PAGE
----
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Poker News | World Series of Poker | WSOP2007

Mega Satellite and Main Event Mania

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Thursday was the last day before the World Series of Poker main event, and players were taking advantage of the mega satellites offered by Harrah's to try to punch their tickets.

Thursday was mega satellite day at the Rio, and players had four chances to win their seats into the big one. The $550 buy in mega satellites were offered at 10 a.m. and 6 p.m. (moved from its original starting time of 4 p.m.), while $1,060 mega satellites were offered at 1 p.m. and 9 p.m.

The satellites can be frustrating experiences for those who bust out rather close to the money. A man from Oregon who only gave his name as Ted was irked after busting out of the 1 p.m. mega with about 100 players to go. About half of those received seats into the main event.

"I'd like to win with ace-king one g---d--- time," he said. "I went all in and got called by pocket tens. Of course I lost the race."

Ted then went off to play a single-table satellite to try to win an entry into a mega on Friday. Tournament directors announced Thursday that they would be running at least one mega satellite each day for the next three days after players bust out of the main event and tables are available.

Main event entries will be taken up to the start of the recently added fourth day of the main event on Monday. That morning could be a crazy one as Harrah's is planning a turbo mega satellite at 8 a.m. that morning for last minute qualifying. Players will start with $3,000 in chips, with blinds that start at $25-$50 and double every 15 minutes. At least this isn't as big a crapshoot as some of the legendary last-minute satellites when the WSOP was held at Binion's Horseshoe. The tales of the one-hand satellites are legendary.

WSOP Commissioner Jeffrey Pollack was asked how the registration numbers were looking at the annual pre-main event press conference on Thursday. He dodged around the question a bit and said he hadn't asked about the numbers in the last 24 hours.

"We are not living or dying by the turnout of the main event," he said. "We are focused on making sure that everyone has a good experience."

Last year, a video display near the entrance to the WSOP area showed how many people had bought into the main event, and people could see each day how much the numbers had grown. This year such a screen is non-existent. Perhaps Harrah's executives know those numbers are going to be lower this year and don't want to emphasize that fact.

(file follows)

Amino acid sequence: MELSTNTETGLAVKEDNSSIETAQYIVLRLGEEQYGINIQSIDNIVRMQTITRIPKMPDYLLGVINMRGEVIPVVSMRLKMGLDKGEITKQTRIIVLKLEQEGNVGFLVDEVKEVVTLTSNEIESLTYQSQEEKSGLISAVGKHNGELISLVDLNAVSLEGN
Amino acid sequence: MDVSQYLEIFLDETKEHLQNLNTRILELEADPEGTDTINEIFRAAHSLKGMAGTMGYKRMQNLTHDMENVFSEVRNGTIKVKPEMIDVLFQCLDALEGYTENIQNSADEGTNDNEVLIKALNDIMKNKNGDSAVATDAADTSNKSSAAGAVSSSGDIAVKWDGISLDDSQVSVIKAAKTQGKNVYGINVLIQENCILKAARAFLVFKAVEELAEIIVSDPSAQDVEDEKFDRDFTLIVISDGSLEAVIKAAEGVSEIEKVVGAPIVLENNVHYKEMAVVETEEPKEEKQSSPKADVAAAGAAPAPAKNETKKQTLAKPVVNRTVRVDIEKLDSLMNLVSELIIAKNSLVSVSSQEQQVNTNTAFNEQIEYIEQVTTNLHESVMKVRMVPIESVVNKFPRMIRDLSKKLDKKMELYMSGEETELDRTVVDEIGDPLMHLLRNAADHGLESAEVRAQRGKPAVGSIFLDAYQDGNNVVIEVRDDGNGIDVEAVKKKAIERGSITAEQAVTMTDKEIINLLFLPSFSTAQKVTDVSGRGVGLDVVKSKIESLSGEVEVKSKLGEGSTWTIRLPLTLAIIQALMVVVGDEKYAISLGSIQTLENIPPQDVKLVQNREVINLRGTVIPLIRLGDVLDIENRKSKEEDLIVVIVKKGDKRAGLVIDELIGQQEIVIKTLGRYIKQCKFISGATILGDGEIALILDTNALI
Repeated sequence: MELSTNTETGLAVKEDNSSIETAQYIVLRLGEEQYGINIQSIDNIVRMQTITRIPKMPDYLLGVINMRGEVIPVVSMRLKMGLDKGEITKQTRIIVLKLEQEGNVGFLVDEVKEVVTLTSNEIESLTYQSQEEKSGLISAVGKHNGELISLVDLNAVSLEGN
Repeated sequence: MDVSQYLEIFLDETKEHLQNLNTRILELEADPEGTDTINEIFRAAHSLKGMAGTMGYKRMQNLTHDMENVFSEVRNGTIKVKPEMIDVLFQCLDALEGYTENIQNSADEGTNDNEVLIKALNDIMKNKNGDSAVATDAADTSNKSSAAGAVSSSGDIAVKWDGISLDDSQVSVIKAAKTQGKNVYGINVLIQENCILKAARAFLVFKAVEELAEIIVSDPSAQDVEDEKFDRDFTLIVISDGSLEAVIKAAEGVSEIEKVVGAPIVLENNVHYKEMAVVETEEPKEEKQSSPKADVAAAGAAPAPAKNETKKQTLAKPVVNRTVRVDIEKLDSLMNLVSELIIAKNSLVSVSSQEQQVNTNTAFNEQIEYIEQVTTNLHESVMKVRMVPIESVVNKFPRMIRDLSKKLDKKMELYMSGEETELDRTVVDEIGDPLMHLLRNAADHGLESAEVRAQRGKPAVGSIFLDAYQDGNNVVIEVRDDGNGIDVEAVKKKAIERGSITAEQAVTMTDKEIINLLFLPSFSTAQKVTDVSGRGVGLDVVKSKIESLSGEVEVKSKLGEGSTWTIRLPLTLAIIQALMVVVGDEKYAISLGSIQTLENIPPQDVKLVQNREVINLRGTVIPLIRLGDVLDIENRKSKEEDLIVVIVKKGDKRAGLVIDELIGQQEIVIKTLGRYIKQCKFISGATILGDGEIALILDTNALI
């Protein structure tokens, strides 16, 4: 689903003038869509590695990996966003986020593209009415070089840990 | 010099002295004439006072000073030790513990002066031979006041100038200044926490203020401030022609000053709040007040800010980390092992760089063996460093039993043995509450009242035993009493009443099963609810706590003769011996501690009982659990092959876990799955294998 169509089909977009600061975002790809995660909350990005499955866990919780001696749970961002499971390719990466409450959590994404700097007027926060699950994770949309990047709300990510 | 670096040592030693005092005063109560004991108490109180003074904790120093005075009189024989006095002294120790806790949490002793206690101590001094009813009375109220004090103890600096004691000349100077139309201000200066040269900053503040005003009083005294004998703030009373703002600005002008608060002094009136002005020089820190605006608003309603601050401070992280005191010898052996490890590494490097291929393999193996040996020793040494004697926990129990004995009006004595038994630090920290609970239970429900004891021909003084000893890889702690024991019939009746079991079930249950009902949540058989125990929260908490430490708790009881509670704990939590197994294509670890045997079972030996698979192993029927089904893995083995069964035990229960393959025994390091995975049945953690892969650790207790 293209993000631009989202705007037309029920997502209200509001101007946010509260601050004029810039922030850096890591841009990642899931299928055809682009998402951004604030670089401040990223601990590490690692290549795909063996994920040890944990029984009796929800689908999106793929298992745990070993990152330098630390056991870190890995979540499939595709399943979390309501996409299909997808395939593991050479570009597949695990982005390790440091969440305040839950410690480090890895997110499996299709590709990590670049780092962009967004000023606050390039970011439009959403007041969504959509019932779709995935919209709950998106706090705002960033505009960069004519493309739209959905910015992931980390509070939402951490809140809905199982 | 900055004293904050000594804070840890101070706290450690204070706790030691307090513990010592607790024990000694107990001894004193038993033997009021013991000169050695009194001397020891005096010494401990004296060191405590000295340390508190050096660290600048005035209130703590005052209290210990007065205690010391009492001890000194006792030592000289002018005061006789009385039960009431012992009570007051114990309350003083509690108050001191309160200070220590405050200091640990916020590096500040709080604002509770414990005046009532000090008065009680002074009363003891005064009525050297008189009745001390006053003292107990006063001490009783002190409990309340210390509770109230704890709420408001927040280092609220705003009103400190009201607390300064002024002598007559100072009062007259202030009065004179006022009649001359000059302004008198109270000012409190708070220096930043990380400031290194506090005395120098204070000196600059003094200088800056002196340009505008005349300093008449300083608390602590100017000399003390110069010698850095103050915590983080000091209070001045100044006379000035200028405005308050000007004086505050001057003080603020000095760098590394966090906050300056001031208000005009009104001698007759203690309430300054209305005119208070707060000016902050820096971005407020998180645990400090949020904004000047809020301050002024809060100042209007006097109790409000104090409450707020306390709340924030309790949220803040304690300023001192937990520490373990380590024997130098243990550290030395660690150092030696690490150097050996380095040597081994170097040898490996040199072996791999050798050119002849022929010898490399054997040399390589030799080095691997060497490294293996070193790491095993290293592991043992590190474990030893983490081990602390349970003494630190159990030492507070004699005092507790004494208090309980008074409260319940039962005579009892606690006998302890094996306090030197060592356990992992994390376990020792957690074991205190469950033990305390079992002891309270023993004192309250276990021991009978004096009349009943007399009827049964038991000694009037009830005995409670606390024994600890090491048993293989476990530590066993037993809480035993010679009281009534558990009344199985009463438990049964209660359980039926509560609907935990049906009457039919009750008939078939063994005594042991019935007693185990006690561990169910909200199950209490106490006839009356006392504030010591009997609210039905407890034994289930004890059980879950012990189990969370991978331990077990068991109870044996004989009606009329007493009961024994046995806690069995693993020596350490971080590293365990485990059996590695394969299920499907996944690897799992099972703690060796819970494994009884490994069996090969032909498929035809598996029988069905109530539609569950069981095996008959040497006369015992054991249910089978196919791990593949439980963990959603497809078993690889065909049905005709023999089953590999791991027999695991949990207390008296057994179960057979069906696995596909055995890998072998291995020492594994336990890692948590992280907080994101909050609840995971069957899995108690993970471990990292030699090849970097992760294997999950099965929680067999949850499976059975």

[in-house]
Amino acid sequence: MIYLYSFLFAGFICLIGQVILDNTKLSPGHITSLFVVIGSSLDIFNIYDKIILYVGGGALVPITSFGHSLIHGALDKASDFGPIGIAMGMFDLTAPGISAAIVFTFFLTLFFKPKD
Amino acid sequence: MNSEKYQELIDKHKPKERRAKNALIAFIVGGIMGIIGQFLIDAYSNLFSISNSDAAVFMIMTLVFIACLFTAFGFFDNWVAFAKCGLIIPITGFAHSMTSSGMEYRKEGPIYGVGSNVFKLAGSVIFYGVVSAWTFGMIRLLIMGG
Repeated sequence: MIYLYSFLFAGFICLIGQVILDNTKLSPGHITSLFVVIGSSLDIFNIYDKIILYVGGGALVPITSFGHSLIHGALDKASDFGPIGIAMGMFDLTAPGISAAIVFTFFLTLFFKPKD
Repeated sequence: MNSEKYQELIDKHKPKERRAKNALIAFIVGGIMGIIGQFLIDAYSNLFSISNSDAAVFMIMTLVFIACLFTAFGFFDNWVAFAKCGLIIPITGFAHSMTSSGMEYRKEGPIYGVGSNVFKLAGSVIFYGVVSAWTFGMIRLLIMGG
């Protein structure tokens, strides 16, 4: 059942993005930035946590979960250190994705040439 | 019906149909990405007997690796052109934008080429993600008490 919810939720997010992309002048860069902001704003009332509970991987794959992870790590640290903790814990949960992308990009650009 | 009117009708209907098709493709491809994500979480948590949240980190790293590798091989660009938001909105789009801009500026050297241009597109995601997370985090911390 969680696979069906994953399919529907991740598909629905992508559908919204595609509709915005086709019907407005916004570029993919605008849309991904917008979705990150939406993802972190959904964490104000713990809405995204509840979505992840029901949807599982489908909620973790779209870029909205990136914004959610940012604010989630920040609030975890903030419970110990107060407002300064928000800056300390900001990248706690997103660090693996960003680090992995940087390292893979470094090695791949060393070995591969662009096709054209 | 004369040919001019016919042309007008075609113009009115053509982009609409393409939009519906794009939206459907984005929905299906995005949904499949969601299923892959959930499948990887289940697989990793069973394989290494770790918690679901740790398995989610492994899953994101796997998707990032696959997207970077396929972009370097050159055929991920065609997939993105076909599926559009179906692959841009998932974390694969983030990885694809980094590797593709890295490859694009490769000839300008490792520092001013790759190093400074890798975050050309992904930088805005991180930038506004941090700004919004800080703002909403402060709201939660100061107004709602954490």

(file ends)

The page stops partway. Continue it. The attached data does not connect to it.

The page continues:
Pollack did say during the press conference that it wasn't feasible to think the main event numbers would continue to grow as they have, from 839 in 2003 to 8,773 last year. With the passage of the Unlawful Internet Gambling Enforcement Act last year and Harrah's position that it will not accept main event entries from online poker sites still doing business with U.S. customers, most critics believe the turnout will be much lower this year.

Pollack said a reasonable floor for entrants to this year's main event might be the turnout for the final $1,500 no-limit hold'em event, which drew 3,151.

If the line stretching out of the tournament registration area was any indication, the numbers could be much higher. The line reached just past the WSOP entrance sign for much of Thursday.

Among the prospective WSOP champions in that line was first timer Ken Norman from Conway, Ark. He had waited in line for about an hour Thursday afternoon and probably had another hour wait yet to come. Although he hasn't played the main event before, he has played several WSOP circuit events in Tunica, Miss.

"I just felt like my game was to the peak point and I wanted to give it a try," Norman said.

Another main event rookie was Brian Tracy from St. Louis, who won his seat on PokerStars. With the new regulations in place, players have the option of just cashing out the $10,000 or coming to Vegas to use the money to buy themselves into the main event, as well as get a free hotel room and gear from the online site from which they won the seat.

"I've been trying to win the trip for two years," Tracy said. "I figured I might as well do it. I thought about keeping the money, trust me."

If there are many others with Tracy's philosophy, the turnout may be much higher than people expect.

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